HRW considers Tunisia's use of house arrest "abusive".
(TAP) - "Human Rights Watch" organisation "HRW" said Tunisia's use of house arrest is "abusive."
"If Tunisian authorities continue to impose house arrest orders under the state of emergency, they should do so only for finite periods, deliver a written copy of the decision, and make it subject to meaningful challenge and judicial review," it said in a report released Monday.
"Each renewal of such detention orders should be subject to approval by a court, with the state authorities having to prove the necessity for ongoing detention," it added.
Under international standards, house arrests are considered as a form of detention and warrant certain safeguards to be considered lawful, even during a state of emergency.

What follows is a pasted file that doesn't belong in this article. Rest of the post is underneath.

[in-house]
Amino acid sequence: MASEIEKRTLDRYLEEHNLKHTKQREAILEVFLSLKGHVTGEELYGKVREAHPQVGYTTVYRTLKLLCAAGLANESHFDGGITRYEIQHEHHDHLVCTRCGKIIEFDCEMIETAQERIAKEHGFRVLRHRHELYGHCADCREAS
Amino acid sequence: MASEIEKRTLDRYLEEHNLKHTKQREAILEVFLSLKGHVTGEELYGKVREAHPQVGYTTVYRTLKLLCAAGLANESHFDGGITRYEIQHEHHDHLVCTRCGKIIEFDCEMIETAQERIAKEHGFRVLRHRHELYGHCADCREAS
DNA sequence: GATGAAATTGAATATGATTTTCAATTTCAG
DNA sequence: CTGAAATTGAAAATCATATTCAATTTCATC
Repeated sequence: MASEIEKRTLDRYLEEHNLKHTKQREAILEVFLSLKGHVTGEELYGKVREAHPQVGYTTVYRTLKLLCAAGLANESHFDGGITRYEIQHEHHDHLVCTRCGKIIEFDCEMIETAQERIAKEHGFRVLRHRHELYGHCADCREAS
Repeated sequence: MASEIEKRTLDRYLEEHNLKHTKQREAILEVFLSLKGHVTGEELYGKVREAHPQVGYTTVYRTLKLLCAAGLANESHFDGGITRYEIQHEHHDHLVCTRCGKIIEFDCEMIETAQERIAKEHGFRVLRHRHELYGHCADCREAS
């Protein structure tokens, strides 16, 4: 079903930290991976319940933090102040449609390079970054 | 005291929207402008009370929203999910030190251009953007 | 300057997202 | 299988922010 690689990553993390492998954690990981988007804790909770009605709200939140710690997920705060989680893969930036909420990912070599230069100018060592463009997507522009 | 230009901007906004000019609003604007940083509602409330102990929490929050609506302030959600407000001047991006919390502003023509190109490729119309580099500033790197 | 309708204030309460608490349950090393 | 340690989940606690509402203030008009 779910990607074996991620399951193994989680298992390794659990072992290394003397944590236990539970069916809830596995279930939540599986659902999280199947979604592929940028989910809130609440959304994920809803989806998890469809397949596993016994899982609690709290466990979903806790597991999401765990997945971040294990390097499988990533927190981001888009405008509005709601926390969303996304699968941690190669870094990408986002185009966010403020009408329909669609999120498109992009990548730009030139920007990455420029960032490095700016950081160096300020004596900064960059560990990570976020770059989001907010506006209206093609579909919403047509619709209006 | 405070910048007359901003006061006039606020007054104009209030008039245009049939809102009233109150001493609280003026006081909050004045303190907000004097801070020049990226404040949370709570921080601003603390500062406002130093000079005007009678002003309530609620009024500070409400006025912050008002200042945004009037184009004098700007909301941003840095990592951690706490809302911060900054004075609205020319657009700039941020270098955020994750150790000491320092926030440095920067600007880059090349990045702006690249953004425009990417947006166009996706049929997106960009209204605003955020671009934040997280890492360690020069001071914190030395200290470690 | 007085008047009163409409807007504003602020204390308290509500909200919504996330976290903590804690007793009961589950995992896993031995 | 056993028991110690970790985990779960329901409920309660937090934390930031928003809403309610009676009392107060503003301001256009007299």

Tunisia's use of house arrest for at least 139 people under a November 2015 state of emergency decree has left many facing stigmatisation and unable to pursue studies and work, Human Rights Watch recalled.
Tunisia director at Human Rights Watch Emna Guellali said states of emergency do not give governments a blank check to curb rights. "To be legitimate, exceptional measures such as house arrest need to be subject to appeal and time limits," she added.
Guellali said she met some people under house arrest for terrorism-related crimes, while the house-arrest decisions have no relation with the prosecution.
The Interior Ministry had decided in November 2015 to place under house arrest several individuals classified as "dangerous" by security units.
House-arrest was imposed against individuals returning from hotbeds of tension or belonging to terrorist groups, under Decree-Law No. 1978-50 on the organisation of the state of emergency.
In force since November 24, 2015, the state of emergency was declared after a bombing in Tunis killed 12 presidential guards and wounded 20 others.
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|Publication:||Agency Tunis Afrique Press|
|Date:||Oct 24, 2016|
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